This time, when I crumble and collapse,
you won’t be there to break my fall.

It is the middle of the night and
I call you crying,
gasping between sobs about
stockpiling pennies and collecting cats
shrouded in the solitude of a studio apartment.

Even though you have work the next day
and your voice betrays your tiredness,
you paint visions of my one true love
waiting for me in some bookstore
or coffee shop out there.

You tell me a thousand times I’m worth it,
and you only hang up the phone when you hear
my laughter cut through the gloom.

This time, when I had to make that phone call,
you were buried somewhere in the static –
drowning in white noise. Your clay mouth closed.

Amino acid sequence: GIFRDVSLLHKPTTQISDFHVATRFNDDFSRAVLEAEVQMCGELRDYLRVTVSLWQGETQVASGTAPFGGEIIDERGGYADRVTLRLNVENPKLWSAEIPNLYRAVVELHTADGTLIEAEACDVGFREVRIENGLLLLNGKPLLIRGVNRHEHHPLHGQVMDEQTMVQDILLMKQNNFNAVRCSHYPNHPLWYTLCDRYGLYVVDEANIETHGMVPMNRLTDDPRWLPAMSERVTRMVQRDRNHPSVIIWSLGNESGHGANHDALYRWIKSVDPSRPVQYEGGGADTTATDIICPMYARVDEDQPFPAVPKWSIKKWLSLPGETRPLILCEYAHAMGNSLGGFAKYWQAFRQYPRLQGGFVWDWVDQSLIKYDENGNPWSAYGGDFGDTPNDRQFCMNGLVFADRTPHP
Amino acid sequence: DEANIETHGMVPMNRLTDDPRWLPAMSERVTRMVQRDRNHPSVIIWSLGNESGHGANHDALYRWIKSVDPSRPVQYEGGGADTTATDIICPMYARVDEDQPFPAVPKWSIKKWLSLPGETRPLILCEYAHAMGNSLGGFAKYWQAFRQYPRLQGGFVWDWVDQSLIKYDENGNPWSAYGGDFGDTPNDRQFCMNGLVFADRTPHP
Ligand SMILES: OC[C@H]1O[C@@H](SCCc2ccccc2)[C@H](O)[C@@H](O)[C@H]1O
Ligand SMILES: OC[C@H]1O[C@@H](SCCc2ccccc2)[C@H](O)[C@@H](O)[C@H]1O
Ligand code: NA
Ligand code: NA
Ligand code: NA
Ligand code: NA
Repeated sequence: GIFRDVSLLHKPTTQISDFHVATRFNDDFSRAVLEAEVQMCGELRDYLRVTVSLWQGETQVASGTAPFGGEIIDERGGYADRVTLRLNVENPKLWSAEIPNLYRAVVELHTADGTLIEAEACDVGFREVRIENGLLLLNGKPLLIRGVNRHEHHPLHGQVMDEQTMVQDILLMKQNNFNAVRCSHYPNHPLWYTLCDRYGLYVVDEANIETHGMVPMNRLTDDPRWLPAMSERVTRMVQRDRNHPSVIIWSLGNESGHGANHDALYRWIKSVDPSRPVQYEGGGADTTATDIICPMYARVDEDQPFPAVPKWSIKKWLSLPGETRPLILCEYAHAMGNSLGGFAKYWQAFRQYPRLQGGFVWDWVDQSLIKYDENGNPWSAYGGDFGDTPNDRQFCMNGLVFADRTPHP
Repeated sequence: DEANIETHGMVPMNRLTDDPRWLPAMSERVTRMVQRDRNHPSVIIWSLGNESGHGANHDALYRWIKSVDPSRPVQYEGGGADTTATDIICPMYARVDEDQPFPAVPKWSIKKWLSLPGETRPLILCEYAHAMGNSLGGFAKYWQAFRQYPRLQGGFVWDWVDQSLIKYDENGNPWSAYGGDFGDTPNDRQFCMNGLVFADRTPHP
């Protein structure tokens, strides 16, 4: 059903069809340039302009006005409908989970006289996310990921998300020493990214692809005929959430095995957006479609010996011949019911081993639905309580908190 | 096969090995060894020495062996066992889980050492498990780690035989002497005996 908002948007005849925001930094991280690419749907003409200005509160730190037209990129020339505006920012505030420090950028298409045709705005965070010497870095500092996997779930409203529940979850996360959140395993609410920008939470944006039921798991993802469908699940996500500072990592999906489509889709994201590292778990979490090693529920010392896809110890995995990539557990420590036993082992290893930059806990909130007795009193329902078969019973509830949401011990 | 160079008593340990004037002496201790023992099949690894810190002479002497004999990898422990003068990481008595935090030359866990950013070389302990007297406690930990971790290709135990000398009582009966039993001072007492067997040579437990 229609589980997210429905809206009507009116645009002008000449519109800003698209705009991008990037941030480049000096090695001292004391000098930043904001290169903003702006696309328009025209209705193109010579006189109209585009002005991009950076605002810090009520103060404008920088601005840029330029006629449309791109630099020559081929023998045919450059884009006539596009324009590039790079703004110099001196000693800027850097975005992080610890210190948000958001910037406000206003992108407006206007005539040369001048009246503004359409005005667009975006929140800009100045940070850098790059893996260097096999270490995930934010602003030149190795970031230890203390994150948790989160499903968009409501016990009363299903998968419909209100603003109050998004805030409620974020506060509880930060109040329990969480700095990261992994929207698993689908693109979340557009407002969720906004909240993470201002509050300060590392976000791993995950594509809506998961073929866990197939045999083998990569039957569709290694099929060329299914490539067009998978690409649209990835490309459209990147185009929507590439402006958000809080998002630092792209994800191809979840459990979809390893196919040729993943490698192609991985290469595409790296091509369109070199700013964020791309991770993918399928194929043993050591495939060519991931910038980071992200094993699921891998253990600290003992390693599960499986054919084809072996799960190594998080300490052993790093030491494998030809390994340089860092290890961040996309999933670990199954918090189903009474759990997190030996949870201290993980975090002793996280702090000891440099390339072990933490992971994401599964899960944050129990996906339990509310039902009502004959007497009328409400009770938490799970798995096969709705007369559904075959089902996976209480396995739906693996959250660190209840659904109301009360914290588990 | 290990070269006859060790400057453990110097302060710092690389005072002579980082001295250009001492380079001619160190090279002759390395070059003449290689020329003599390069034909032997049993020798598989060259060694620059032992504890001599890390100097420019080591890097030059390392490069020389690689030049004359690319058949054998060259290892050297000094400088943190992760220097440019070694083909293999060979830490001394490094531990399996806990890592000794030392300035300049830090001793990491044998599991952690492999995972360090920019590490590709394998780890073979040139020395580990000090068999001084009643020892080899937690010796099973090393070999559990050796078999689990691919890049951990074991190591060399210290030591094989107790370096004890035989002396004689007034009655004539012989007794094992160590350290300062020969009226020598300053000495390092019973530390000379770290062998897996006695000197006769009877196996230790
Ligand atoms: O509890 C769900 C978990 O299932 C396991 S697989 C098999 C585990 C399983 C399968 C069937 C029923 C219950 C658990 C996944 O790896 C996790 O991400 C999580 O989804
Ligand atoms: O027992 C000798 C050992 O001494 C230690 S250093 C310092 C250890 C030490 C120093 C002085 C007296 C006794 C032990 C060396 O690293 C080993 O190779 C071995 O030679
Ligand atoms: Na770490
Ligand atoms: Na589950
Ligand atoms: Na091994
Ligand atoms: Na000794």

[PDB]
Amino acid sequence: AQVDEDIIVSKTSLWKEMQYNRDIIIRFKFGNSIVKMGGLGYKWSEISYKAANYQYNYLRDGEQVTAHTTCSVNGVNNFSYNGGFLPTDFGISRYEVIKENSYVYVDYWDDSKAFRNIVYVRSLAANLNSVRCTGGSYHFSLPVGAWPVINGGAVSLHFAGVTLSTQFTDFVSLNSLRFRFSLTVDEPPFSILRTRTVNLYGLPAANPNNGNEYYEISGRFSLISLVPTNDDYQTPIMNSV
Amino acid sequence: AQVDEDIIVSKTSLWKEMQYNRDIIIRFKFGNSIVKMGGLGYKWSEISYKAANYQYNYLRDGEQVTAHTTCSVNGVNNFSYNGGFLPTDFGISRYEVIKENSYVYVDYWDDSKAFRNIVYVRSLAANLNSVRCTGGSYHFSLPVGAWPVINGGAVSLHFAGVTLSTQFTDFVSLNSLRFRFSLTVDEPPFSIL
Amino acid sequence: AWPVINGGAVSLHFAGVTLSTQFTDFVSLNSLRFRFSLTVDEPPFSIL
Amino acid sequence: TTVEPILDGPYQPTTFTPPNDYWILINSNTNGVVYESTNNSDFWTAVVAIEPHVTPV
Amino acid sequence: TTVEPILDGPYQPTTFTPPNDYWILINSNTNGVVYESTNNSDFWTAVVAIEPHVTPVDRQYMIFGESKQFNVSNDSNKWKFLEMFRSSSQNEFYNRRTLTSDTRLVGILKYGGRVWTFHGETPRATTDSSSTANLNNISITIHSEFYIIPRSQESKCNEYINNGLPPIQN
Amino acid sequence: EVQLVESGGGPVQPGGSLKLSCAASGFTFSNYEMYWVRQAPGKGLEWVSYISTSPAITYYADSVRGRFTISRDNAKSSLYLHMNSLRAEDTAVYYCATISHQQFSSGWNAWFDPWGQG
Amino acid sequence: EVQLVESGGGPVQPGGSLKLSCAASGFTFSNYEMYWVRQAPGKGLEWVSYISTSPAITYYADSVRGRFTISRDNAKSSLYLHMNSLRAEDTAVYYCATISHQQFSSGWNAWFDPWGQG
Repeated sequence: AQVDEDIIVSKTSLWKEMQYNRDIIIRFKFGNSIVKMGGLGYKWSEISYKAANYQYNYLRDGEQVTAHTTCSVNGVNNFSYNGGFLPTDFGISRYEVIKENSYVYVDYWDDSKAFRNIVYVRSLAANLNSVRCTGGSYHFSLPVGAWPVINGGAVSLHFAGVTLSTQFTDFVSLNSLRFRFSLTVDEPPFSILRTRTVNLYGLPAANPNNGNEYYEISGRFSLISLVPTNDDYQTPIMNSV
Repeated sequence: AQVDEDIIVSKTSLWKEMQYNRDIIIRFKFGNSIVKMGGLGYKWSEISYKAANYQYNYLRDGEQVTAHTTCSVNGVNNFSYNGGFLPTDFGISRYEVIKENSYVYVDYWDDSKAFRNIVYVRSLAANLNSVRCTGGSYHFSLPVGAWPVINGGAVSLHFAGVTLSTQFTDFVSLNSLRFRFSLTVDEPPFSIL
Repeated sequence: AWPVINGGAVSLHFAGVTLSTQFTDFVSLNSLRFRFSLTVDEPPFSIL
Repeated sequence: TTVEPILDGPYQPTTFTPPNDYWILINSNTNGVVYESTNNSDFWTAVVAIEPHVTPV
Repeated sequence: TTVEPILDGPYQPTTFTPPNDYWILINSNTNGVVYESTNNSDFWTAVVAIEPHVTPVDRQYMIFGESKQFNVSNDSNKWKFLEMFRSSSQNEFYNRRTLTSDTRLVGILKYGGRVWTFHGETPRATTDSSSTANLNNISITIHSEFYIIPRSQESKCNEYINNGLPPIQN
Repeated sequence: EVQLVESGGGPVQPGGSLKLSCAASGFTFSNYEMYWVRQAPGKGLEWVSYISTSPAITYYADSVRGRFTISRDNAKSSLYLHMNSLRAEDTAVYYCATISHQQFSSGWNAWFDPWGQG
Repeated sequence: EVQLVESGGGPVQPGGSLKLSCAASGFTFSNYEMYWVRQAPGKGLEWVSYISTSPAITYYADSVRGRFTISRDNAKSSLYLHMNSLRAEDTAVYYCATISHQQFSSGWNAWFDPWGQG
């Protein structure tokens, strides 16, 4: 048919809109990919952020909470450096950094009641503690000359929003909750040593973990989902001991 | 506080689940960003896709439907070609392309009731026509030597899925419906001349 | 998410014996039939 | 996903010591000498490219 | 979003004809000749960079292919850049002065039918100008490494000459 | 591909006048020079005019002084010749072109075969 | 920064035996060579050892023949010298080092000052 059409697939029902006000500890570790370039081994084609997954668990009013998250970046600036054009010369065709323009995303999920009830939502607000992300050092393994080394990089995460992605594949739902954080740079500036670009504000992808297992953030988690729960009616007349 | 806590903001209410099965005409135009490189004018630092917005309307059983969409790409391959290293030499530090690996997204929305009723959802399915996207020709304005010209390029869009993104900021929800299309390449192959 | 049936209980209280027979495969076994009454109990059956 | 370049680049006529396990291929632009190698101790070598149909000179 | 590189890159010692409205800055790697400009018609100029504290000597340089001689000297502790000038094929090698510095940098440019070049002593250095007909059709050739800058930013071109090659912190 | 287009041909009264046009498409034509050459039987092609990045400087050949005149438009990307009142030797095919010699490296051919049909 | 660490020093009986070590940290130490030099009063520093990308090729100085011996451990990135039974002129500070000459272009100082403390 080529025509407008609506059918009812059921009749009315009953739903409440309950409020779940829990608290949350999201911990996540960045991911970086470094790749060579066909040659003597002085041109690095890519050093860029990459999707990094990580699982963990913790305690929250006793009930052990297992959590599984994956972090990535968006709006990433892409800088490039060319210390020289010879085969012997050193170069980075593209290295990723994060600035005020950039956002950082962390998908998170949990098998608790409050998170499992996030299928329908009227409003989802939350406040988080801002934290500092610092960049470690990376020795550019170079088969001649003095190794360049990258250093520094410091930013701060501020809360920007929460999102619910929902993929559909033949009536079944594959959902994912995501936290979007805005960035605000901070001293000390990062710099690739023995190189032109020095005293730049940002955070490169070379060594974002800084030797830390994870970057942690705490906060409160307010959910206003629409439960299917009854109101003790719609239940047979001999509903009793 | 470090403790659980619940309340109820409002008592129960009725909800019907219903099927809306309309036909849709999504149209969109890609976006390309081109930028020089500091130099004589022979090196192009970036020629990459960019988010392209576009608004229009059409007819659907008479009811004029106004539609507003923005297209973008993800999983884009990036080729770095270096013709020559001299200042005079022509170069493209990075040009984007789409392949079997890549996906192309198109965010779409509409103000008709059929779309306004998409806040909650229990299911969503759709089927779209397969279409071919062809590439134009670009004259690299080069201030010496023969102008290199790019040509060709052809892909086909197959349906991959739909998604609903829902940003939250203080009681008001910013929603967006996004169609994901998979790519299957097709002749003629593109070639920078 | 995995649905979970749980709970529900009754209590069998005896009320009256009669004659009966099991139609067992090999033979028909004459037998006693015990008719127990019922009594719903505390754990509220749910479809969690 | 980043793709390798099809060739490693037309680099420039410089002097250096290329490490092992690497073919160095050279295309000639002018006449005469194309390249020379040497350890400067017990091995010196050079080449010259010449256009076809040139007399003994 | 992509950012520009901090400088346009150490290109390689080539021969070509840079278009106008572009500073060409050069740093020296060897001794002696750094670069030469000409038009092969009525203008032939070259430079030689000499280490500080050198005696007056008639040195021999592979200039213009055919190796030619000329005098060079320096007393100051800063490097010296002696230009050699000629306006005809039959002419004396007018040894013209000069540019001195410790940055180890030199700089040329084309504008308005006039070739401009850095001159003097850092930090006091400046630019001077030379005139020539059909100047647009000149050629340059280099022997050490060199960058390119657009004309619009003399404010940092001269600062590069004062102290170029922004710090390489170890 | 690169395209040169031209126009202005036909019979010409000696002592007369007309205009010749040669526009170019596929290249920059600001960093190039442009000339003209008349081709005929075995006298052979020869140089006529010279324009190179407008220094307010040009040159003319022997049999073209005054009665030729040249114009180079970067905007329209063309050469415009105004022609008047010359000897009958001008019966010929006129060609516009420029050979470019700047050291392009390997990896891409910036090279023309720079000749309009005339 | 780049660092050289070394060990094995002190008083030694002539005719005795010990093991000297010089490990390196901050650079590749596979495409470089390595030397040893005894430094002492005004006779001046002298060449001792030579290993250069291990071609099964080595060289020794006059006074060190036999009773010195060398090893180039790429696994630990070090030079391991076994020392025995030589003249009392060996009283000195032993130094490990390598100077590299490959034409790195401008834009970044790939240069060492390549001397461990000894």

Your small hands kneading the darkness.

If I could, I’d tear through this humming silence
that’s made ink-nests in my ears.
If I could, I’d fold up all of my apologies
and send them floating to your door.

My shouts are smothered in the void,
crinkling down to a whisper.

My veins are tired little snakes,
energy ebbing as I purge their venom

wrung out and worn
by the weight of missing you.

Sarah Marchant is a St. Louis poet who is unapologetically raw. Follow her work on Twitter: @apoetrybomb.

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